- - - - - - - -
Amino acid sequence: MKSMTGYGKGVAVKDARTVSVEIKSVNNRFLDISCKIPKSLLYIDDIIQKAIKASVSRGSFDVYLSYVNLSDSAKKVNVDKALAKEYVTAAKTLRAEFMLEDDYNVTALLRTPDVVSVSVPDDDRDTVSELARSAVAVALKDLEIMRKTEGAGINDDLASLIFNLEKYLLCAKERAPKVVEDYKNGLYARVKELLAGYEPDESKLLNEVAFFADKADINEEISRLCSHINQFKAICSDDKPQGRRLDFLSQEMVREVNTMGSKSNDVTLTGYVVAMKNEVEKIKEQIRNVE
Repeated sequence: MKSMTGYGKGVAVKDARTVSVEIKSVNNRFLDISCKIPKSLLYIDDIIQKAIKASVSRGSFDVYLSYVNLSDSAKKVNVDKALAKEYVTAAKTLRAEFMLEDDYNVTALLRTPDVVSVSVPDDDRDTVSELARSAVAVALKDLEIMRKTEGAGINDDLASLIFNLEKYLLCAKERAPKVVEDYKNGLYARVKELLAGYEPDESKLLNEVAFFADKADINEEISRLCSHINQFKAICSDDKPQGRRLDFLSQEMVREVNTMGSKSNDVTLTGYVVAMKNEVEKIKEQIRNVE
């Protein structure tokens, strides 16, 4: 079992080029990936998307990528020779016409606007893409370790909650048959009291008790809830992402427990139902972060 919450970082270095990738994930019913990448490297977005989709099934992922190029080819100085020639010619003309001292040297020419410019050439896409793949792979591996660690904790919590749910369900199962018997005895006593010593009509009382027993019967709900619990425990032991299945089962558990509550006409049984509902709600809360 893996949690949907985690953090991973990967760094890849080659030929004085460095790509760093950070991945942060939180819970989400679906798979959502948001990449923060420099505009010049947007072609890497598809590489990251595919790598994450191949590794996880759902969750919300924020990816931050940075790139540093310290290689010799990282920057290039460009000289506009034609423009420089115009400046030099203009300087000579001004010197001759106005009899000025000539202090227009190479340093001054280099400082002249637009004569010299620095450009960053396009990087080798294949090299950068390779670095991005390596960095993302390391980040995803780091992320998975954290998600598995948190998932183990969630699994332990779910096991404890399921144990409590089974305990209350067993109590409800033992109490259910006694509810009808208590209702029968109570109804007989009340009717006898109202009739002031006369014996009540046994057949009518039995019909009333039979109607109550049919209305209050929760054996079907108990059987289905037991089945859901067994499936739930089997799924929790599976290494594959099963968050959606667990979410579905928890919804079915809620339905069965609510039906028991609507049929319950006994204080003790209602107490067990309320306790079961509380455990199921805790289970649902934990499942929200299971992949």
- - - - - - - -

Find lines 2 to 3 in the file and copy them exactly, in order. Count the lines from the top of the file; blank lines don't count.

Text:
Repeated sequence: MKSMTGYGKGVAVKDARTVSVEIKSVNNRFLDISCKIPKSLLYIDDIIQKAIKASVSRGSFDVYLSYVNLSDSAKKVNVDKALAKEYVTAAKTLRAEFMLEDDYNVTALLRTPDVVSVSVPDDDRDTVSELARSAVAVALKDLEIMRKTEGAGINDDLASLIFNLEKYLLCAKERAPKVVEDYKNGLYARVKELLAGYEPDESKLLNEVAFFADKADINEEISRLCSHINQFKAICSDDKPQGRRLDFLSQEMVREVNTMGSKSNDVTLTGYVVAMKNEVEKIKEQIRNVE
């Protein structure tokens, strides 16, 4: 079992080029990936998307990528020779016409606007893409370790909650048959009291008790809830992402427990139902972060 919450970082270095990738994930019913990448490297977005989709099934992922190029080819100085020639010619003309001292040297020419410019050439896409793949792979591996660690904790919590749910369900199962018997005895006593010593009509009382027993019967709900619990425990032991299945089962558990509550006409049984509902709600809360 893996949690949907985690953090991973990967760094890849080659030929004085460095790509760093950070991945942060939180819970989400679906798979959502948001990449923060420099505009010049947007072609890497598809590489990251595919790598994450191949590794996880759902969750919300924020990816931050940075790139540093310290290689010799990282920057290039460009000289506009034609423009420089115009400046030099203009300087000579001004010197001759106005009899000025000539202090227009190479340093001054280099400082002249637009004569010299620095450009960053396009990087080798294949090299950068390779670095991005390596960095993302390391980040995803780091992320998975954290998600598995948190998932183990969630699994332990779910096991404890399921144990409590089974305990209350067993109590409800033992109490259910006694509810009808208590209702029968109570109804007989009340009717006898109202009739002031006369014996009540046994057949009518039995019909009333039979109607109550049919209305209050929760054996079907108990059987289905037991089945859901067994499936739930089997799924929790599976290494594959099963968050959606667990979410579905928890919804079915809620339905069965609510039906028991609507049929319950006994204080003790209602107490067990309320306790079961509380455990199921805790289970649902934990499942929200299971992949």